Operation Bluestar


By Vikas Kamat - 10.3 2022


On the night of June 5, 1984 the Indian Army stormed the Golden Temple complex to flush the Sikh dissidents who were opposed to the Indian rule in the state of Punjab, and were demanding a separate nation which they named Khalistan. This important event in Indian history and its aftermath is remembered here as "Operation Bluestar".


The dissidents (also referred to as extremists, militants, terrorists, and even as freedom fighters) had been heavily funded from abroad (by the Sikh community which supported the cause, and by the neighboring Pakistan which wanted weakening of India), and had taken to violence with hijacking of aero-planes, kidnapping, use of guns, and taking over Sikh places of worship.

There was tremendous pressure on Mrs. Indira Gandhi, the then Prime Minister of India to take action, because the violence was destabilizing India.

The Operation

The Sikh militants (my father always objected to the term "Sikh Terrorists", he'd say "terrorism has no religion, and was a religion of its own"), led by Jarnail Singh Bhindranwale, refused to surrender and instead used heavy fire power on the Army. The commanders of the operation had to bring in tanks to support the commandos, and were met with anti-tank missiles fired from within the temple complex.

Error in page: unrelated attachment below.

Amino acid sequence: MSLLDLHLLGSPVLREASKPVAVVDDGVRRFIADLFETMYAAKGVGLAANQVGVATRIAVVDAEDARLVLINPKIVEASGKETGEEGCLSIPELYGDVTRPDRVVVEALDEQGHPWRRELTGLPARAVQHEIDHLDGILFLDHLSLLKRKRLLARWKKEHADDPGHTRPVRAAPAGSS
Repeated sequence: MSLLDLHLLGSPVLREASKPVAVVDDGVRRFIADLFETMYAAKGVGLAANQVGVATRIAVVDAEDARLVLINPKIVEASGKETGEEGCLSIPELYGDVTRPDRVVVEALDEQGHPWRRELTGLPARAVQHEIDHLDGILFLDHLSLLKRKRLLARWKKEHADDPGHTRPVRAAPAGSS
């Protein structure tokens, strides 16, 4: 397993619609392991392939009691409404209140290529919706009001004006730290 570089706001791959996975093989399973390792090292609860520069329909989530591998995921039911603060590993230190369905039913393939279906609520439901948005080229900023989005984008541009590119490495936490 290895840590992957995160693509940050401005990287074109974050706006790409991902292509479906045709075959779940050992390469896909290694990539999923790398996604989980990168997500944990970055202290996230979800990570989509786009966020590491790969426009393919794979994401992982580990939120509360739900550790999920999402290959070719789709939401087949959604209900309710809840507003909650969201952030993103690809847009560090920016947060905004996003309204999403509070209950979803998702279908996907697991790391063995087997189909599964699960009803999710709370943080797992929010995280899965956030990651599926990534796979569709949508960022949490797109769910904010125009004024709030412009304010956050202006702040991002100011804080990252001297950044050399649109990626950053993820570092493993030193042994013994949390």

The fighting continued for several days, and many civilians and pilgrims got caught in the crossfire. Many extremists died in the conflict and a large quantity of ammunition was discovered shocking the nation. The city of Amritsar was cut off from rest of the world, and later figures put the toll on thousands, including many soldiers of the Indian Army.

The Bloody Aftermath 

Many Sikh soldiers started abandoning the Army in protest of Operation Bluestar. Many efforts were made to stop the exodus.

Five months after Operation Bluestar, on October 31, 1984, Indira Gandhi,  who had ordered the crackdown, was assassinated by her bodyguards, who practiced Sikh religion, apparently in revenge for attack on Akal Takht.

The assassination was followed by much more violence, against Sikhs by the members of the ruling Congress party. Thousands of Sikhs were killed and their property burned in parts of India, especially in the capital New Delhi.

Eventually the damaged temple, including the Harmandir Sahib was repaired by Sikh volunteers. Indira's son Rajiv Gandhi then forged a peace agreement with the moderate Sikhs, and prevented further violence.